To young Morrison,who absorbed a lot when on a movie set,  Ford was a man  in complete command.  He made decisions, decisive ones,  and he didn’t back down from his decisions.  In effect being the father figure Morrison probably would have liked to have had, despite the niceness that was in Clyde Morrison.

In the summer of 1927, Morrison injured his shoulder during some horseplay in the Pacific Ocean.  The injury caused him to lose his scholarship, so dropping out of USC, the young man decided to get work at the movie studios, full time work.  Being a prop man was his first job and then he also got some bit parts to play in some films.

In 1929, Raoul Walsh, movie director, wanted to make a Western epic and found his chance in The Big Trail.  He had spied Morrison moving a table for a scene set-up on the studio lot and decided he wanted  to screen test the prop man to possibly play the male lead.  Morrison passed the screentest and got the part.  That’s when his name changed to John Wayne.  The Big Trail was hyped in a big way by Fox Studio, as was their new star, John Wayne.  Sadly, the film flopped and Wayne’s fledgling career ended up at poverty row studios, making a lot of B movie westerns.  Wayne would often go to “Pappy”, his  nickname for John Ford, and beg him to put him in one of Ford’s films.  Ford would reassure Wayne that one day, the right script would come along, and then he’d put Wayne in that film.  After 10 years, the right picture finally came along: Stagecoach.

stagecoach movie poster

Coincidentally, while researching for this blogathon, Turner Classic Movies came through like a champ and aired Stagecoach! I tivoed it and watched it again, recently.  I was struck by the amount of shots Ford put on just Wayne’s face.  That moment when we first meet Wayne’s character, Ringo Kid, has become a classic scene and rightly so.  With Ringo trudging across the desert carrying his saddle, standing there strong and twirling his rifle, as the Stagecoach approaches him, Ford zoomed the camera in right at Wayne’s figure then face-a star was born in that shot.  Katharine Hepburn said that George Cukor helped to make her a star in her first movie, A Bill of Divorcement, due to how her character was filmed in her introductory scenes.  I concur, that that was what Ford did with Wayne’s introductory shot in Stagecoach.  Here’s a link to that iconic movie, via Youtube; at the 18:35 minute mark, is Ringo’s entrance into the plot.  Also watch Wayne’s face as one minute he’s laughing with the doc at remembering how the doc helped his little brother’s broken arm and then the change to sorrow when he remembers that the little brother died when someone shot him.  Also  notice Wayne’s face as he watches Claire Trevor’s character hold a newborn baby.  Those ranges in emotions tell me that Ford knew what he wanted his actor to convey in those moments and Wayne delivered excellently.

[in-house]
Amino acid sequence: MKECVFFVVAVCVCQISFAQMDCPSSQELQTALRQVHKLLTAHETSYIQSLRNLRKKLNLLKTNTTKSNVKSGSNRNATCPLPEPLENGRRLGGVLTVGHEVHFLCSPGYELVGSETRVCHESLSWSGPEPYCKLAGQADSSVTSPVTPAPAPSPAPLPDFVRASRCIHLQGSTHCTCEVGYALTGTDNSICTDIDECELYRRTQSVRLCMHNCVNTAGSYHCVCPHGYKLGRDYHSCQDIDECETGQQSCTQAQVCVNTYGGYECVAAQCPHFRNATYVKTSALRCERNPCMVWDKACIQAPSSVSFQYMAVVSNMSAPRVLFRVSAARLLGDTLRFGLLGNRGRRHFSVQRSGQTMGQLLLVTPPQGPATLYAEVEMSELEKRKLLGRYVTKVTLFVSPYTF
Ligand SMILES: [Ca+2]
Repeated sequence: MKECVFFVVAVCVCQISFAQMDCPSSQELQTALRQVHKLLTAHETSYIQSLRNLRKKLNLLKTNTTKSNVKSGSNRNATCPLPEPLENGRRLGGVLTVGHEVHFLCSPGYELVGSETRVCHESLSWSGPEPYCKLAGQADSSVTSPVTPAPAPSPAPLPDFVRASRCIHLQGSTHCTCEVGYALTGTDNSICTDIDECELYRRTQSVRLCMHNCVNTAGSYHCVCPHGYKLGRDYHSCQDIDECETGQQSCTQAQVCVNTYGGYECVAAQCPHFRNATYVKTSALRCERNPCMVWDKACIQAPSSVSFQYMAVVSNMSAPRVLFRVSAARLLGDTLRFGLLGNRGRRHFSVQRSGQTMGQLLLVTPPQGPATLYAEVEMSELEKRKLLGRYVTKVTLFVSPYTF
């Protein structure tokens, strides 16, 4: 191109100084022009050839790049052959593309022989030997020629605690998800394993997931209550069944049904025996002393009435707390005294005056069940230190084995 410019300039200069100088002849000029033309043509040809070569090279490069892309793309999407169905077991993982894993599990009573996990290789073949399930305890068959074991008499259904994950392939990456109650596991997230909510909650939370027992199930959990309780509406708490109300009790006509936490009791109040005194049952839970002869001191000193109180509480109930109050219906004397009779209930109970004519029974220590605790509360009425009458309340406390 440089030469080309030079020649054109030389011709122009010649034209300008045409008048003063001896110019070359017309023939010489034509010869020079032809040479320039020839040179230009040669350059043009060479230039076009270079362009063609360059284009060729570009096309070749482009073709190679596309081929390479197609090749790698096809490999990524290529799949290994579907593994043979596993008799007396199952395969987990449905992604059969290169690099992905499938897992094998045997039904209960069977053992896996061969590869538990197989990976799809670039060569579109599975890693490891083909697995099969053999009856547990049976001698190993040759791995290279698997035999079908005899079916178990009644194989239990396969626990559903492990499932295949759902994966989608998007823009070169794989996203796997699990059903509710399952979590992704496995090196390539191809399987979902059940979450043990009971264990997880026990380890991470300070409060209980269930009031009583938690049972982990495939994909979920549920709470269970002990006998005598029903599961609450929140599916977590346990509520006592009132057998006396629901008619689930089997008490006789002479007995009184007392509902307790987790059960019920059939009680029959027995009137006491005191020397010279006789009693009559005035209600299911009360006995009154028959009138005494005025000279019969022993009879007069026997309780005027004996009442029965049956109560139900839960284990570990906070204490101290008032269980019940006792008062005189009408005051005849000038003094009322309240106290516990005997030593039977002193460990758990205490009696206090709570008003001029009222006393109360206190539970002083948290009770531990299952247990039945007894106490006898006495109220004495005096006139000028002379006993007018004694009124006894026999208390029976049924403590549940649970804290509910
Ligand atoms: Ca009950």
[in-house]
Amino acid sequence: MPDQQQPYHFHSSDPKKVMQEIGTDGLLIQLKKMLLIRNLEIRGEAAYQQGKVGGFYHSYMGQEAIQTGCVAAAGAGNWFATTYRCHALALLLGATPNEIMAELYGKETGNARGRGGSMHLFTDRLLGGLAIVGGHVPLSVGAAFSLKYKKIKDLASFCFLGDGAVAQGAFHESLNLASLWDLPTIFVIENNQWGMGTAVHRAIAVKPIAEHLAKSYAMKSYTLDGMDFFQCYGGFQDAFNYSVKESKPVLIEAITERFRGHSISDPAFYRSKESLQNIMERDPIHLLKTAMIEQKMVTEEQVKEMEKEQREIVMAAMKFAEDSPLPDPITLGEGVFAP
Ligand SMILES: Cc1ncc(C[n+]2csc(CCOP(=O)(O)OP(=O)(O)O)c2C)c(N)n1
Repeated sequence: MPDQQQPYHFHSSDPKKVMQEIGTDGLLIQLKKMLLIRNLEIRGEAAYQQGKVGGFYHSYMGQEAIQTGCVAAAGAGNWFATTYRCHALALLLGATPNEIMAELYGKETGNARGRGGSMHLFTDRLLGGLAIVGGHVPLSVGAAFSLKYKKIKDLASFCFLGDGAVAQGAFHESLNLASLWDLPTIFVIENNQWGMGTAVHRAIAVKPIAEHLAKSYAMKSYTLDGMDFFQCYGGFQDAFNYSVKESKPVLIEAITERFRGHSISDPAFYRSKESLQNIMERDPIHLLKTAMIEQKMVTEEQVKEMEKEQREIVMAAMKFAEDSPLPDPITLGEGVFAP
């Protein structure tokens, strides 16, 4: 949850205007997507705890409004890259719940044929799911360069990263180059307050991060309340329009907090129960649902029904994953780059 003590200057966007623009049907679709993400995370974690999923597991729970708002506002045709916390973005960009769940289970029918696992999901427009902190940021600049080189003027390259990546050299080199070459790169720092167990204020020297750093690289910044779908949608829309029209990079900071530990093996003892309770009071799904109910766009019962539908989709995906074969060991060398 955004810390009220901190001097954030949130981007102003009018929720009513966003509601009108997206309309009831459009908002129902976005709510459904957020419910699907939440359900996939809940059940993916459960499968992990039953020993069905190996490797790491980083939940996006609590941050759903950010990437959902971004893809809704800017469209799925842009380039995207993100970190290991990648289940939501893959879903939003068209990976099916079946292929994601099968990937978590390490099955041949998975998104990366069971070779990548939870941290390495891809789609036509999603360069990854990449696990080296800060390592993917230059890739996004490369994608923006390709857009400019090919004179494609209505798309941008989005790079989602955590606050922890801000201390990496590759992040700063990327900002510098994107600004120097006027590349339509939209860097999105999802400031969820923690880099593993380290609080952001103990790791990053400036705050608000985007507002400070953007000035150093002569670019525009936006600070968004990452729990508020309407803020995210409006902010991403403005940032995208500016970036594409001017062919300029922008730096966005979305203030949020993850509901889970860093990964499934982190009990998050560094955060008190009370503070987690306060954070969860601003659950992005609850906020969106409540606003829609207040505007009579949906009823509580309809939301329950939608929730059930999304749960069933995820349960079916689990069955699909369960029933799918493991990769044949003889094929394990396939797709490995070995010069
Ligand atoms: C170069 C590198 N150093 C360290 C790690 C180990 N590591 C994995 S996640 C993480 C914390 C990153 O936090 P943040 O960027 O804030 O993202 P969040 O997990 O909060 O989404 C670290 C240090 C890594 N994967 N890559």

John Wayne, in the famous shot that introduced him to a wider American audience

John Wayne, in the famous shot that introduced him to a wider American audience

Stagecoach was box office gold and it led to more Ford/Wayne collaborations through the years: 1940’s The Long Voyage Home, 1945’s They Were Expendable, 1948’s Fort Apache,  1948’s 3 Godfathers, 1949’s She Wore a Yellow Ribbon, 1950’s Rio Grande, 1952’s The Quiet Man, 1956’s The Searchers, 1957’s The Wings of Eagles, 1959’s The Horse Soldiers, 1962’s The Man Who Shot Liberty Valance, 1962’s How the West Was Won, and 1963’s Donovan’s Reef.

In the making of Stagecoach, Claire Trevor shared that one of the first scenes shot was when her character, Dallas, receives a marriage proposal from Wayne’s Ringo.  Ringo is a naive character as he doesn’t realize Dallas is a prostitute…he thinks he’s the one being shunned by the stagecoach passengers because he’s a prison escapee.  When they were shooting the scene, Ford kept yelling at Wayne.  He told Wayne to stop moving his mouth so much, that when one acts, one shows it in one’s eyes, not in one’s mouth!  Director Allan Dwan also said that,”Duke(Morrison’s childhood nickname that most people who worked with him in Hollywood called him)was just a stick of wood when he came away from USC…Jack(Ford) gave him character.” 3

Actor Tim Holt, who played the minor part of a young Calvary officer in Stagecoach, got mad at Ford for always picking on Duke during the filming.  He actually yelled at Ford to stop treating Duke in such a bad manner.  Actresses  Anna Lee, Maureen O’Hara, and actor Harry Carey Jr., all said pretty much the same thing, that on a Ford film, if Ford liked you, you got picked on and if Ford ignored you, that meant he didn’t like you.  Ford let Holt know that he had to be hard on Duke in order to “shock” him out of his complacent acting habits that he had picked up from making all of those poverty row B Westerns.  Ford also told actress Louise Platt, who played Mrs. Mallory in Stagecoach, that Wayne would be,”the biggest star ever…because he is the perfect Everyman.”4